Respectfully, wouldn't it be the opposite?If the courts are playing fast, a player with a relatively weak serve like Sinner will be more disadvantaged especially for day matches. He is probably hoping that he will get scheduled for some humid night matches under slower conditions when he plays higher seeds.
We will see - he is playing against top pros, their better serves might be hard to break on fast courts and he might lose a bunch of tiebreakers or one-break sets to lose a match against a good server. I feel that a lot more guys in the top 50 get dangerous on fast courts if they have a big serve and FH. On slow courts including clay where there are more breaks of serve of all players, superior baseliners like Sinner who hit with a lot of topspin seem to do better.Respectfully, wouldn't it be the opposite?
In other words, fast courts and hot conditions would enhance the effect of an otherwise average serve, right?
For me personally, I don't have a huge serve. I top out at around 110 mph if I'm really going for it, but usually rely more on spin and placement, making my average serve more in the 85 to 90 mph range. On a slow court or in humid conditions, my serve can sit up and give returners just a fraction more time to smack it. But if I am playing on grass or a slick hard court, especially at altitude or in hot dry conditions, the effect is that my serve skids through and I get more free points, making it easier to hold.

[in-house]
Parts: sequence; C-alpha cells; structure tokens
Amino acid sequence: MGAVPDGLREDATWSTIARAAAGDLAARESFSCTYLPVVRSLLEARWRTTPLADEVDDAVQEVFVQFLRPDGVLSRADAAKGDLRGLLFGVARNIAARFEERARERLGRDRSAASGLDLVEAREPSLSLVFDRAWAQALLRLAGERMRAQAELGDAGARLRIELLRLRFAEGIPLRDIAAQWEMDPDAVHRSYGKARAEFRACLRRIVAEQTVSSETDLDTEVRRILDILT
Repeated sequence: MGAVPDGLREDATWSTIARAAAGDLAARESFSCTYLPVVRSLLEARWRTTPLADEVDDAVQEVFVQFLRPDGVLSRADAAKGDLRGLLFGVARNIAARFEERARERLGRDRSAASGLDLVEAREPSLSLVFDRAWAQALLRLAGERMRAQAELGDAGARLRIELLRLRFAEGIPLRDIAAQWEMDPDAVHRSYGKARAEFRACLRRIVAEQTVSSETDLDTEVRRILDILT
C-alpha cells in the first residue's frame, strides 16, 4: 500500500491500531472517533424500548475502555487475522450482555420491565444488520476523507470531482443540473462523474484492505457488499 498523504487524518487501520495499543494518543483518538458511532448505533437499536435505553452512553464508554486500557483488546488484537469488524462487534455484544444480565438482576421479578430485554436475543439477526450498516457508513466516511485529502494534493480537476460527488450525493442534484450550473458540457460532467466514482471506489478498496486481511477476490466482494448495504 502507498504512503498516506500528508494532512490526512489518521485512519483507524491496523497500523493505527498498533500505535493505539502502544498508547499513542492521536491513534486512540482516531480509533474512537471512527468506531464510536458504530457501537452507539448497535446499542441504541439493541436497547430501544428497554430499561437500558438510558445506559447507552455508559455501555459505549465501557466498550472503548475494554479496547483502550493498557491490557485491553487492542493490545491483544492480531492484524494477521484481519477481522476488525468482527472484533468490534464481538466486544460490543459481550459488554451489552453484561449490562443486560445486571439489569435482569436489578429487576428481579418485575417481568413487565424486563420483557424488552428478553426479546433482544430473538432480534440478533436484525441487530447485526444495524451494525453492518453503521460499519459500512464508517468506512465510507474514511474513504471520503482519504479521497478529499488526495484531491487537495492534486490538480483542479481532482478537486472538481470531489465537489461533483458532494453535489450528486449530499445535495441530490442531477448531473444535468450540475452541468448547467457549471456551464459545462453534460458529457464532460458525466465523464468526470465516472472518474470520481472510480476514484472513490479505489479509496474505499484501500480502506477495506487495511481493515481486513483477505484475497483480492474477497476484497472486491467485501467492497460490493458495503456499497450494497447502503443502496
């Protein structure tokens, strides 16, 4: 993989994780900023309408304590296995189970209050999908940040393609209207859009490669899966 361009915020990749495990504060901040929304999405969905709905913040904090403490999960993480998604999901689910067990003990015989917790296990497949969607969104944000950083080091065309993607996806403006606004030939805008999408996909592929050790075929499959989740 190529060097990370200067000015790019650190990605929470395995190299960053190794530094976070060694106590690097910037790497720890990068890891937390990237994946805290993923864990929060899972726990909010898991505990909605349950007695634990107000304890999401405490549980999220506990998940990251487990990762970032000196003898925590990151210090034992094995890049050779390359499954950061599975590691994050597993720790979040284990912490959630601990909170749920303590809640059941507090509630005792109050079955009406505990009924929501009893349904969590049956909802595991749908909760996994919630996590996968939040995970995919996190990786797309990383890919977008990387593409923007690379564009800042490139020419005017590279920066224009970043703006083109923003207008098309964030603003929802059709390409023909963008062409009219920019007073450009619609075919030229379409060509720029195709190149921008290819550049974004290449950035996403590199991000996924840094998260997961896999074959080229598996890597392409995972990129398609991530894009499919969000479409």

Given this, I would think a fast court helps Sinner hold serve more, while his return game (which is pretty good) might be a little more challenged, but is still a strength given his fast hands and timing.